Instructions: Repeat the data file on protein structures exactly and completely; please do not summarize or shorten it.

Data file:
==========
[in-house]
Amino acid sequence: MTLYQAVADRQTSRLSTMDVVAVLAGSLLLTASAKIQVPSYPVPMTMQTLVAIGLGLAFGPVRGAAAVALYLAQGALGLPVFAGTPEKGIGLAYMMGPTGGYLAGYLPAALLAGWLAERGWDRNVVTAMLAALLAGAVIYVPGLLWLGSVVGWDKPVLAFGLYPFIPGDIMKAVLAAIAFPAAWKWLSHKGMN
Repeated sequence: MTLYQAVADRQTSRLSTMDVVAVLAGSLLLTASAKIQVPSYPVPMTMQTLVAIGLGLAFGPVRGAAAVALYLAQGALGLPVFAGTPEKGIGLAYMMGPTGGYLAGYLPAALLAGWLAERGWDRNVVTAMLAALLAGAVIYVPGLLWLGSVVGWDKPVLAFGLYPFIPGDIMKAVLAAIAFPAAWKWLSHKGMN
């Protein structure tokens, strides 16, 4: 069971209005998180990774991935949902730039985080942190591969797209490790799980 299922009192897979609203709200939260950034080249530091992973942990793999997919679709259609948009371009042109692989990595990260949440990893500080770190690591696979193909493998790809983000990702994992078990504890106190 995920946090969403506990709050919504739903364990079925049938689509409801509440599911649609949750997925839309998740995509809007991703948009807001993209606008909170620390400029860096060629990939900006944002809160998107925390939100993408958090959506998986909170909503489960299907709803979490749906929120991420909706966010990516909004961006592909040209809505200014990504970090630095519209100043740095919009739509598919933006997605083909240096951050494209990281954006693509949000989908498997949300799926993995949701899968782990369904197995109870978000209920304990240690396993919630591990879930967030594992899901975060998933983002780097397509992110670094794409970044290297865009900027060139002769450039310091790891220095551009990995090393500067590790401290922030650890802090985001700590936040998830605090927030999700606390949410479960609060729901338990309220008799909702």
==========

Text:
[in-house]
Amino acid sequence: MTLYQAVADRQTSRLSTMDVVAVLAGSLLLTASAKIQVPSYPVPMTMQTLVAIGLGLAFGPVRGAAAVALYLAQGALGLPVFAGTPEKGIGLAYMMGPTGGYLAGYLPAALLAGWLAERGWDRNVVTAMLAALLAGAVIYVPGLLWLGSVVGWDKPVLAFGLYPFIPGDIMKAVLAAIAFPAAWKWLSHKGMN
Repeated sequence: MTLYQAVADRQTSRLSTMDVVAVLAGSLLLTASAKIQVPSYPVPMTMQTLVAIGLGLAFGPVRGAAAVALYLAQGALGLPVFAGTPEKGIGLAYMMGPTGGYLAGYLPAALLAGWLAERGWDRNVVTAMLAALLAGAVIYVPGLLWLGSVVGWDKPVLAFGLYPFIPGDIMKAVLAAIAFPAAWKWLSHKGMN
């Protein structure tokens, strides 16, 4: 069971209005998180990774991935949902730039985080942190591969797209490790799980 299922009192897979609203709200939260950034080249530091992973942990793999997919679709259609948009371009042109692989990595990260949440990893500080770190690591696979193909493998790809983000990702994992078990504890106190 995920946090969403506990709050919504739903364990079925049938689509409801509440599911649609949750997925839309998740995509809007991703948009807001993209606008909170620390400029860096060629990939900006944002809160998107925390939100993408958090959506998986909170909503489960299907709803979490749906929120991420909706966010990516909004961006592909040209809505200014990504970090630095519209100043740095919009739509598919933006997605083909240096951050494209990281954006693509949000989908498997949300799926993995949701899968782990369904197995109870978000209920304990240690396993919630591990879930967030594992899901975060998933983002780097397509992110670094794409970044290297865009900027060139002769450039310091790891220095551009990995090393500067590790401290922030650890802090985001700590936040998830605090927030999700606390949410479960609060729901338990309220008799909702």